Healthy Diet Important for Academic Success
> 4/15/2008 12:28:53 PM

Obesity remains a significant problem among Americans, and many studies have looked at how unhealthy eating might originate in childhood. Research in this area has shown that a poor diet can have many health consequences for children, but also that healthy eating habits hold an important positive influence. Children who eat breakfast regularly, for instance, are less likely to be overweight. Now, new research from the Journal of School Health shows how the benefits of healthy eating spill over into other areas of life. In studying the overall diet and school performance of 5,200 students, Canadian researchers from Dalhousie University and the University of Alberta identified an association between healthy diet and academic success.

As part of the Children's Lifestyle and School-performance Study, the students, all fifth-graders, and their parents answered surveys about their diet, weight, height, and socioeconomic background. The researchers then examined the quality of the students' diets using several measures of healthy eating, including the amount and variety of food they ate and the nutritional value of their meals. To gauge the students' school performance, the researchers analyzed their scores on a standardized literary assessment. 19 percent of the students failed this assessment, and those who reported diets high in fruit and vegetables and low in fat achieved significantly better scores. Compared to those who had the lowest scores on measures of a quality diet, students with the highest scores were 41 percent less likely to fail.

These results held even when the researchers controlled for such factors as gender, the school the students had attended, and the parents' incomes and levels of education. Still, it's important to recognize the impact that these factors can have on a child's health and development, as well as the relationship between diet and socioeconomic status. While obesity rates have risen in recent years, so has the cost of healthy food. In the current study, the researchers noted other characteristics that were associated with better academic performance, including coming from an advantaged home and living in a wealthy neighborhood, and poverty may play an important role both in diet and school achievements. Children from disadvantaged backgrounds may be more likely to have a poor diet, and, because their families may be less able to provide help and support, they may also be at risk for worse outcomes in school.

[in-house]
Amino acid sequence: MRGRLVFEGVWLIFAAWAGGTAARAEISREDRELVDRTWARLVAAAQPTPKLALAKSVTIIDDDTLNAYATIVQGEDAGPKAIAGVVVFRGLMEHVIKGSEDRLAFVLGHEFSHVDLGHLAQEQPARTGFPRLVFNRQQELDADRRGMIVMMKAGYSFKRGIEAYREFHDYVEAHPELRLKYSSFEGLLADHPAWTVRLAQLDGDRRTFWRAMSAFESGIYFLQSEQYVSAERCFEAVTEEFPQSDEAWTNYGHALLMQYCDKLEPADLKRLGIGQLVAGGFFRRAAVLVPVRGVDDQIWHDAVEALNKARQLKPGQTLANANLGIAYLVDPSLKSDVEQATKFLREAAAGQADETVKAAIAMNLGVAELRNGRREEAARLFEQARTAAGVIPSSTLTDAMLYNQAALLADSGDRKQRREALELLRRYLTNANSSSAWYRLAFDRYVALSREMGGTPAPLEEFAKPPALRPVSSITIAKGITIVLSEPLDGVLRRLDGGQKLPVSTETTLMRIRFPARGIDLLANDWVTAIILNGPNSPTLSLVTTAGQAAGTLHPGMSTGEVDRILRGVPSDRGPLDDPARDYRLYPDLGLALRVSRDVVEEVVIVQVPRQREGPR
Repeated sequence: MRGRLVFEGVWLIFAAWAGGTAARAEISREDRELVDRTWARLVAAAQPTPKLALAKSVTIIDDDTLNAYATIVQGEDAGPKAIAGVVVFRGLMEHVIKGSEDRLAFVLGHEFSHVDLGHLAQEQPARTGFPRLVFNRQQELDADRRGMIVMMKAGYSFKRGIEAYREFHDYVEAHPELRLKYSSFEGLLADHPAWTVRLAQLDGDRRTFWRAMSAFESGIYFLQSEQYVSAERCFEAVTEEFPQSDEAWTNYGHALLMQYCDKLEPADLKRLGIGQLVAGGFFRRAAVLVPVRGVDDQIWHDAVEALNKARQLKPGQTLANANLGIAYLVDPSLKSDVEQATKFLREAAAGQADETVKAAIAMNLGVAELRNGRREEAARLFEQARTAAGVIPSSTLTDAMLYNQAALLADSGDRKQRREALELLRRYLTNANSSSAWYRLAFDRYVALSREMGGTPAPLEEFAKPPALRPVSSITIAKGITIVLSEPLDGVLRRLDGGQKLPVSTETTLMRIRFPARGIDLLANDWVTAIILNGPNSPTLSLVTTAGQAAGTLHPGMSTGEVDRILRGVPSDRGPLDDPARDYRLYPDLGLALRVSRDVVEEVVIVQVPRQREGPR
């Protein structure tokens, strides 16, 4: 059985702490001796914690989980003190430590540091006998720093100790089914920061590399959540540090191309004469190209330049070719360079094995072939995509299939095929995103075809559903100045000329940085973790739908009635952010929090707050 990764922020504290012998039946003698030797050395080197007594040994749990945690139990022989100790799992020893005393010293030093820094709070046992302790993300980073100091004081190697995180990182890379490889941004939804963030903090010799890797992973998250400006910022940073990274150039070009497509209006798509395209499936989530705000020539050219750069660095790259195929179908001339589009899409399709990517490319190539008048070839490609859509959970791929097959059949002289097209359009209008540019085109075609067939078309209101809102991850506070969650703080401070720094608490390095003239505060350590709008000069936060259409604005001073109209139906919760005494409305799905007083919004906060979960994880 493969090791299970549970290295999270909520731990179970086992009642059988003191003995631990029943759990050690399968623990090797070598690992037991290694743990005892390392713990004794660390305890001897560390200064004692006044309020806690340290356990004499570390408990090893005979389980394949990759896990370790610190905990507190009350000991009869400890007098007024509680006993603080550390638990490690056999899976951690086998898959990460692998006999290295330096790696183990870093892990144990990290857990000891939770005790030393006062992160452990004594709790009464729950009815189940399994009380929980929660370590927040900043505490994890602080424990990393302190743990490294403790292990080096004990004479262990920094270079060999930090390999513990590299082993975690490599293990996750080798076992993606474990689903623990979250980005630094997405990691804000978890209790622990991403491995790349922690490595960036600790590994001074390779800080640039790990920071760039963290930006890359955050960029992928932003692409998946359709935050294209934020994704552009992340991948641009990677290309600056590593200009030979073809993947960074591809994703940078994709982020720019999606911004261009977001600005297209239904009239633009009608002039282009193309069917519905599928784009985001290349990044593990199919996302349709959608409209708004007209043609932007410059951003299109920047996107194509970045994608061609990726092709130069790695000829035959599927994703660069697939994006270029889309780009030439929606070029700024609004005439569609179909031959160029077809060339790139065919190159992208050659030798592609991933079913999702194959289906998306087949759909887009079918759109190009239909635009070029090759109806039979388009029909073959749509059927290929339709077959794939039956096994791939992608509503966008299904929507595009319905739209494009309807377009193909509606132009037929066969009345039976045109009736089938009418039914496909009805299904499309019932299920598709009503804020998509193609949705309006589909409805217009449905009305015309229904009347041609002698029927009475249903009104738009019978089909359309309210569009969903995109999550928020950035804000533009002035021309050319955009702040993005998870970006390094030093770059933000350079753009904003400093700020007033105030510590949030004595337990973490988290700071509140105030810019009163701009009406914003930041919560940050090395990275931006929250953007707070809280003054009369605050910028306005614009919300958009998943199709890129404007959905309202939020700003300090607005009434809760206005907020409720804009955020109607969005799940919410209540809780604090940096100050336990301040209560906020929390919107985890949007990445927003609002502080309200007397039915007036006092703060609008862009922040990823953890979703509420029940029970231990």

Obesity rates among children also remain a pressing issue, and parents and schools can help children to avoid weight gain by introducing them to nutritious food and encouraging them to develop healthy eating habits. With early lessons on the benefits of a good diet, children may adopt positive behaviors that will help them maintain their health throughout their lives. This study has provided further proof that a healthy diet is a crucial element of children's development, influencing their health as well as their academic success.

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